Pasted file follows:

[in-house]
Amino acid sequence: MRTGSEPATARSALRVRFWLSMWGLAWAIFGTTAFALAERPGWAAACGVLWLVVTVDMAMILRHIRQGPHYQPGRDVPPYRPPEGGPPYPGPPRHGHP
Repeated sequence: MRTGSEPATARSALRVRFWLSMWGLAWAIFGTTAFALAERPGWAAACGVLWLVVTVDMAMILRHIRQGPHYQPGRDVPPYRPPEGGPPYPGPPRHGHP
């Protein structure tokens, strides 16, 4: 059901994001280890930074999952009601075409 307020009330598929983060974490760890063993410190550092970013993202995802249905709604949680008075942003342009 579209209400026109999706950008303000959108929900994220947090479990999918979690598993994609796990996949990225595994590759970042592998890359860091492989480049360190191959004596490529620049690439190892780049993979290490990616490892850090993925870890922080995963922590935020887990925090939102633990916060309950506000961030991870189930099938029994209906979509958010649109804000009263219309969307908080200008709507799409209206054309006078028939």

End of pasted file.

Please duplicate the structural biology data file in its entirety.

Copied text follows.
[in-house]
Amino acid sequence: MRTGSEPATARSALRVRFWLSMWGLAWAIFGTTAFALAERPGWAAACGVLWLVVTVDMAMILRHIRQGPHYQPGRDVPPYRPPEGGPPYPGPPRHGHP
Repeated sequence: MRTGSEPATARSALRVRFWLSMWGLAWAIFGTTAFALAERPGWAAACGVLWLVVTVDMAMILRHIRQGPHYQPGRDVPPYRPPEGGPPYPGPPRHGHP
């Protein structure tokens, strides 16, 4: 059901994001280890930074999952009601075409 307020009330598929983060974490760890063993410190550092970013993202995802249905709604949680008075942003342009 579209209400026109999706950008303000959108929900994220947090479990999918979690598993994609796990996949990225595994590759970042592998890359860091492989480049360190191959004596490529620049690439190892780049993979290490990616490892850090993925870890922080995963922590935020887990925090939102633990916060309950506000961030991870189930099938029994209906979509958010649109804000009263219309969307908080200008709507799409209206054309006078028939």